Optimum drying conditions depend on the evaporation rate of the solvent such as water or alcohol included in the gel, the opening ratio of the lid, i.e. the ratio of the sum of the area of the openings on the surface of the lid to the total surface area of the lid, the drying temperature and the humidity. The rate of evaporation of the solvent from the gel is slow and the gel is unlikely to crack when the opening ratio of the lid is reduced. However, the increased length of time required to dry the gel results in increased manufacturing costs. It is desirable to optimize the opening ratio to increase the production yield while reducing the time required for evaporation.

The likelihood of cracking the gel also depends on the drying temperature. Stronger gel structures and high production yields result from higher temperatures. However, it is difficult to control the drying temperature at temperatures higher than the boiling point of the solvent. Accordingly, the upper limit of suitable drying temperatures is about 120 C. Experiments have demonstrated that the optimum drying conditions are a drying temperature between about room temperature (20 C.) and 120 C. and a lid opening ratio equal to or less than about 50% and preferably equal to or less than about 10%.

The wet gel is heated to a predetermined drying temperature to obtain a dry gel. The heating rate must be optimized between a rate as slow as possible for increasing the yield and a rate as fast as possible for reducing the manufacturing time. It has been determined that suitable heating rates are equal to or less than about 120 C. per hour.

The dry gel is then sintered in order to:

1. remove absorbed water;

2. remove carbon; and

3. make the gel non-porous.

The first step of removing absorbed water has the greatest effect on the production yield. The dry gel includes a large amount of physically absorbed water which can be removed by heat treatment at about 400 C. However, if the temperature is raised too quickly, the gel is likely to break. On the other hand, if the heating rate is too slow, the yield is enhanced at the expense of increased manufacturing cost. The upper limit of a suitable heating rate for removing absorbed water is about 400 C. per hour. It is desirable to perform the step of maintaining the gel at a temperature between room temperature (20 C.) and 400 C. for at least one hour at least once during the heating step.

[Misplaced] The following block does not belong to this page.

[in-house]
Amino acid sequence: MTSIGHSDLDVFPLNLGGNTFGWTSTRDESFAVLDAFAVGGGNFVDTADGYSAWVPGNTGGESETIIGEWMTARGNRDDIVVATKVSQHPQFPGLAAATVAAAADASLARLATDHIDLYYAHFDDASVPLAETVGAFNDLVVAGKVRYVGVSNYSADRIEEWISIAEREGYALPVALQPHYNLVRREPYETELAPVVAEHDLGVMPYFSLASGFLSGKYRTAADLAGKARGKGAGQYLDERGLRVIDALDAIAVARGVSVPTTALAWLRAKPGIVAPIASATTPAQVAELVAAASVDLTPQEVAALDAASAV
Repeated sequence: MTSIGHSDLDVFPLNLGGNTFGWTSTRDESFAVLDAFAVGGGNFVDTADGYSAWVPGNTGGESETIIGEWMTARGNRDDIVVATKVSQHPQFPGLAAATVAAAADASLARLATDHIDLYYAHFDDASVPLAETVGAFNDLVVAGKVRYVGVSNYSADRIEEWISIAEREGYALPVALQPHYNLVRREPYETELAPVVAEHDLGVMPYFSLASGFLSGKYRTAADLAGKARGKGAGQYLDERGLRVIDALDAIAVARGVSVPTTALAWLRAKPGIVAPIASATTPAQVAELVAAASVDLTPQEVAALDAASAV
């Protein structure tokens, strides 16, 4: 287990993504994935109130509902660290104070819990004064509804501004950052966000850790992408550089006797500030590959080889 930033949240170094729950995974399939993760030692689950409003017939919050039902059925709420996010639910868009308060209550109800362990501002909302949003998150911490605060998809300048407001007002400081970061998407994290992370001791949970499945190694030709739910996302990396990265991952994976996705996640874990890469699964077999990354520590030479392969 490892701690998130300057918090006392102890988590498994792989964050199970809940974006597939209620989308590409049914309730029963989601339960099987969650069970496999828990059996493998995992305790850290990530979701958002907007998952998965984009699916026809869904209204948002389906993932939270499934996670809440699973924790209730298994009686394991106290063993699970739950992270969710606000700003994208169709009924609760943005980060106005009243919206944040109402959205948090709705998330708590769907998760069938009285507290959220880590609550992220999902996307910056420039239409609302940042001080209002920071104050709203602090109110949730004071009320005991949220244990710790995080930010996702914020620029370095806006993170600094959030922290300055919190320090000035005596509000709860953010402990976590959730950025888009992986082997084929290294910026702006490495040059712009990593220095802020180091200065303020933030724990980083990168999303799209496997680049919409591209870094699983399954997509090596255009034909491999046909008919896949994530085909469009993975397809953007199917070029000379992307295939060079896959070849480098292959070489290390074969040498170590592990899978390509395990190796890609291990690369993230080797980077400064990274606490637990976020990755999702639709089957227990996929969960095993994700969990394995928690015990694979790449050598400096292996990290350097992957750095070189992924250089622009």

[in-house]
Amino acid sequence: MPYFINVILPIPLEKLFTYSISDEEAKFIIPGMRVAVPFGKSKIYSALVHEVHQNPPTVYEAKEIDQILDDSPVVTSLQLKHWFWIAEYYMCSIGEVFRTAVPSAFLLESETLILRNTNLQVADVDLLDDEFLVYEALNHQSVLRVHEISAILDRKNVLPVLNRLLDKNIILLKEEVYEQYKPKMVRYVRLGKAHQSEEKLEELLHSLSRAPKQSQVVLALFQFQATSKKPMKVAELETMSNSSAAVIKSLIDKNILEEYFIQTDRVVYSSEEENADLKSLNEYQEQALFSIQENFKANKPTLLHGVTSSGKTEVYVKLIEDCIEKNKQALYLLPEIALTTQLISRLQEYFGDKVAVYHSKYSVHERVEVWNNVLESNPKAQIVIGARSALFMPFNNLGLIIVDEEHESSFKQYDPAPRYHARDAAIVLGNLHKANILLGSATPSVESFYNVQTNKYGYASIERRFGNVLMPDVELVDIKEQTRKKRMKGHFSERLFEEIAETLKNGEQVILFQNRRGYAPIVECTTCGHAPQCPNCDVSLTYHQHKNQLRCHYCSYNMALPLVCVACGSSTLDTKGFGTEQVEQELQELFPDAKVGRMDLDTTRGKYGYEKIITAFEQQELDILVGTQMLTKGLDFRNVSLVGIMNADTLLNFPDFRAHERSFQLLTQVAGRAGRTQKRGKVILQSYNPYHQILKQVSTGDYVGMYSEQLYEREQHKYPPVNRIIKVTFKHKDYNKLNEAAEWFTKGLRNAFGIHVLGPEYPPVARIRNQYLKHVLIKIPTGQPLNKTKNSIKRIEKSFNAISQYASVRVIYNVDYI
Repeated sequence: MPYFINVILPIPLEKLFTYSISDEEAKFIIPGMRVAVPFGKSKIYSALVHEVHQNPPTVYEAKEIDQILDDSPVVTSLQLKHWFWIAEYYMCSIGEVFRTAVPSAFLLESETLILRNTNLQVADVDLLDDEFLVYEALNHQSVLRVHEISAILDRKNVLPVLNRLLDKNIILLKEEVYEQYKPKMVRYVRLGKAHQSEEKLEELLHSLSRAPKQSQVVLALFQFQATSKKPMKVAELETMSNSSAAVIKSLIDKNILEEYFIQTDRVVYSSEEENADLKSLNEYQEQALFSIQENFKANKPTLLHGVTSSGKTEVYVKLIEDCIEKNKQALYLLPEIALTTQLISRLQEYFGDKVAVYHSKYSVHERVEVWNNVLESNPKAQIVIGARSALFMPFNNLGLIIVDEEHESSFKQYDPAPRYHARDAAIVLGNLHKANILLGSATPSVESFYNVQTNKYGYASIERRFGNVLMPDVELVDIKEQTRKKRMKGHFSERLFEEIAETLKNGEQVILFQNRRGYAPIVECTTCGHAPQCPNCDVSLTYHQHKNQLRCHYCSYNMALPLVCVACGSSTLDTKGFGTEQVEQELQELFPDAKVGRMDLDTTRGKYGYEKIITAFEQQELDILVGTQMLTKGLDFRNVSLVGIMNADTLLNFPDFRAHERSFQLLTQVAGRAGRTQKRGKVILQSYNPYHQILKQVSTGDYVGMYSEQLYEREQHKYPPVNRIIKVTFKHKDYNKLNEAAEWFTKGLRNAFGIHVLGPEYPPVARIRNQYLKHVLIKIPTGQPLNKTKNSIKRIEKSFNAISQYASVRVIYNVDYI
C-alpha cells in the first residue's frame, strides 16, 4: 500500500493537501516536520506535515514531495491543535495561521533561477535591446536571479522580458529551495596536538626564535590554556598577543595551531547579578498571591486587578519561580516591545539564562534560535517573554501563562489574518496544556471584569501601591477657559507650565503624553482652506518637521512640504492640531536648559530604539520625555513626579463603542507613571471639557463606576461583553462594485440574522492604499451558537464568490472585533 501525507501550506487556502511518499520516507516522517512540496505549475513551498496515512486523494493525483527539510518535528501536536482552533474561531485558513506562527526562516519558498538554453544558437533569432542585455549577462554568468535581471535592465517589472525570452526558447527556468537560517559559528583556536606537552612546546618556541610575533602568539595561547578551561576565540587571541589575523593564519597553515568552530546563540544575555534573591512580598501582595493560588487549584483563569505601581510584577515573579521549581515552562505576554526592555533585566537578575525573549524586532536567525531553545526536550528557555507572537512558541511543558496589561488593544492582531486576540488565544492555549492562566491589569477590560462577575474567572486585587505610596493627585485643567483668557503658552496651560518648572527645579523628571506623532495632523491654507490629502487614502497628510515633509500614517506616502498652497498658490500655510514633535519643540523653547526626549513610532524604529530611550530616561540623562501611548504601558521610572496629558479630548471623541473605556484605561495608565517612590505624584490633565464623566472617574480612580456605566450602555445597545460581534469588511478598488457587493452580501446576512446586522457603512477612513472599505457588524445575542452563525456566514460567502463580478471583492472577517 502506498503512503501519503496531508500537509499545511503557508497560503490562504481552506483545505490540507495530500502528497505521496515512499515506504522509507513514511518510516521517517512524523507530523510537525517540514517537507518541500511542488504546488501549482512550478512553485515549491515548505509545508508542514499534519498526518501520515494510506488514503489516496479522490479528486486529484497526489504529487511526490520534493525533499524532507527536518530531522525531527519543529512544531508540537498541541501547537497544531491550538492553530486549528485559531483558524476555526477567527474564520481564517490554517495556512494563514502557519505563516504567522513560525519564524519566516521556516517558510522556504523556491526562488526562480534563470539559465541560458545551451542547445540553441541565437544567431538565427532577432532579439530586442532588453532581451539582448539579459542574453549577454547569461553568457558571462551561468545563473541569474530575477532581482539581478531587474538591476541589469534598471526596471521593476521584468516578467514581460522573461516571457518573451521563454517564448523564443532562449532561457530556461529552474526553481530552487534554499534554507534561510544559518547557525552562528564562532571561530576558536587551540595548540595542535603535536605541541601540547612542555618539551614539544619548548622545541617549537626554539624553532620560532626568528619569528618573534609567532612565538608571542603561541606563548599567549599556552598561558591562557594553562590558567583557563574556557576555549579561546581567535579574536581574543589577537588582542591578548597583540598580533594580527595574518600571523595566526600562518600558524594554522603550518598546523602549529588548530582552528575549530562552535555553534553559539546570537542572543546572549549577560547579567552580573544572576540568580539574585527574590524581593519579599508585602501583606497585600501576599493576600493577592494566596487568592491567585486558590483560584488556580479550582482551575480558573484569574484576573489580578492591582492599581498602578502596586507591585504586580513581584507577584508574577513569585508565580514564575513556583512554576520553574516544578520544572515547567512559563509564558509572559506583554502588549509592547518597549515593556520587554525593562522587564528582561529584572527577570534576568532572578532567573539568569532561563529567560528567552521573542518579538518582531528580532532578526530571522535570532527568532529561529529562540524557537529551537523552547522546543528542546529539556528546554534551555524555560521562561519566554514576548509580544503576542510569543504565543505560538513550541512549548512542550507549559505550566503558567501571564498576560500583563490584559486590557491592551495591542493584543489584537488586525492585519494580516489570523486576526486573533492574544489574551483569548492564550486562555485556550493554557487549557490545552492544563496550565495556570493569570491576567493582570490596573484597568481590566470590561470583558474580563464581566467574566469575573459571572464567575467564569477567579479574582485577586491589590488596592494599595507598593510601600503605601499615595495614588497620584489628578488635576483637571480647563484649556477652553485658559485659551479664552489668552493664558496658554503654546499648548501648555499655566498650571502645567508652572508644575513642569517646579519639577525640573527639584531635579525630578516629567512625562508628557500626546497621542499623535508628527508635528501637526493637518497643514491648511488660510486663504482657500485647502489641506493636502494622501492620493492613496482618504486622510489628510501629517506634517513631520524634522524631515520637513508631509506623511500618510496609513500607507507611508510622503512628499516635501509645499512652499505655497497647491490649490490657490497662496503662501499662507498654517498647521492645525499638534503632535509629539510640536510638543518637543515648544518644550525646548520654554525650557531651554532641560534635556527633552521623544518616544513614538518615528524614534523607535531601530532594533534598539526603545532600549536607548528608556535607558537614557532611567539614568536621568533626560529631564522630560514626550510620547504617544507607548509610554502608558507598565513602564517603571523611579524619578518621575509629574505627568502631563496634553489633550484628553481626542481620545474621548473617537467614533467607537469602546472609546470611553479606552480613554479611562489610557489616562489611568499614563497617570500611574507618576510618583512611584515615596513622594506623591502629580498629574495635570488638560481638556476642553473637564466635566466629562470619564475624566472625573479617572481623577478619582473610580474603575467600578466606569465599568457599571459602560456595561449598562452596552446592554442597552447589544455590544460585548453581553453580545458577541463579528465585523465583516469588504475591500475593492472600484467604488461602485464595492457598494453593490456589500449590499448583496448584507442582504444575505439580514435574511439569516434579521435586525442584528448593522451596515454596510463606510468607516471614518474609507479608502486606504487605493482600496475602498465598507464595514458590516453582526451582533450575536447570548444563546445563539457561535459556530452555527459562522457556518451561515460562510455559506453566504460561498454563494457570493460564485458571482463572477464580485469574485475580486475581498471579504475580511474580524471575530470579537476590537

The second step of removing organic components or decomposed matter remaining in the gel is accomplished by heat treatment at a temperature between about 400 and 1100 C. The heating rate has an effect on the yield although not as serious an effect as is observed in the first sintering step. Suitable heating rates are between about 5 and 400 C. per hour. Furthermore, it is desirable to perform the step of maintaining the gel at a temperature within the final temperature range for at least 3 hours at least once during the heating step.

When the pH of the sol solution has been adjusted using a base, the hydrochloride of the base remains in the dry gel. The residual hydrochloride can be decomposed together with the organic components during the step of removing carbon rendering this sintering step particularly efficient.